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A male admirer of Hildegard

01 March 2013

Lavinia Byrne cannot dispel doubts about claims made for her by this advocate

Christ's sacrifice and the Church: an illustration by Ruth Elizabeth Obbard, a contemplative Carmelite, fromA Taste of Hildegard: Selected passages from Hildegard of Bingen's "Scivias", in Obbard's series of little books introducing today's readers to some of the great Christian spiritual authors of the past (New City, £5.95(£5.35); 978-1-905039-17-3)

Christ's sacrifice and the Church: an illustration by Ruth Elizabeth Obbard, a contemplative Carmelite, fromA Taste of Hildegard: Selected passages ...

Hildegard of Bingen: A saint for our times
Matthew Fox
Namaste Publications £11.99

THE Dominican Order's and the Roman Catholic Church's loss has become the US Episcopal Church's gain as Matthew Fox, "silenced" by the Vatican in 1993, has continued to plough the furrow of his interests in creation spirituality in general, and Hildegard of Bingen in particular. His most recent book has an ambitious subtitle, as the author claims to "unleash" Hildegard's power in the 21st century.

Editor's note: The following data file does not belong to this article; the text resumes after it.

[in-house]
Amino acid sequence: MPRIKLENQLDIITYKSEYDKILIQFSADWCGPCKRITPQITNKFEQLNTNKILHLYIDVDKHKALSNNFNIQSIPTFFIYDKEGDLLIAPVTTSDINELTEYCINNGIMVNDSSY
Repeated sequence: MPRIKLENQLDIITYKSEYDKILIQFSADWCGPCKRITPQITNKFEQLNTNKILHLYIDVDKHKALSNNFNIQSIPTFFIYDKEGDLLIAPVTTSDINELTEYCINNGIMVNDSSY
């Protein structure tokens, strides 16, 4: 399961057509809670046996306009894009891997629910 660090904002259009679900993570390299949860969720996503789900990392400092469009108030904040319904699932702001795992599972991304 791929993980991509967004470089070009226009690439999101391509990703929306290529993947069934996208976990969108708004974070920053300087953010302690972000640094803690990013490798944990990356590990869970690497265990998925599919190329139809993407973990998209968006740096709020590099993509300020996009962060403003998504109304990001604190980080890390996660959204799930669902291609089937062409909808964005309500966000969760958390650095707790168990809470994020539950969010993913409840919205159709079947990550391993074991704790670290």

This explains his approach. He puts the 11th-century German mystic into dialogue with figures as diverse as Einstein and Dorothee Sölle, with the American poet Mary Oliver, and Howard Thruman, who was Martin Luther King's spiritual teacher; he demonstrates how she can be considered a herald of the divine feminine, a green prophet, an eco-warrior, and, ultimately a church reformer - indeed, a Trojan horse entering the gates of the Vatican.

So far, so good - depending on where the reader stands. But, equally, so far, so bad. Is Fox fair to take his own enthusiasms and find them endorsed by a figure who, truth be told, lived one thousand years ago? Is his passionate advocacy an overstatement of his own case? If we are to believe his material, then the answer is no. Hildegard was indeed remarkably prescient, and the written legacy is intelligent, creative, and free of the trappings that she would have acquired had she undergone a traditional theological formation in a male monastery. Hers was a free spirit.

But my anxiety remains. Despite Hildegard's achievement, does the conceit work? She may, indeed, have much to say to our generation, but was she really answering all our questions before we even had the imagination to ask them? Does this book tell us more about Fox himself than about Hildegard?

One excellent feature: in his final chapter, Fox lists 35 spiritual practices to be employed in the spirit of Hildegard. Now, that's more like it.

Lavinia Byrne is a writer and broadcaster.

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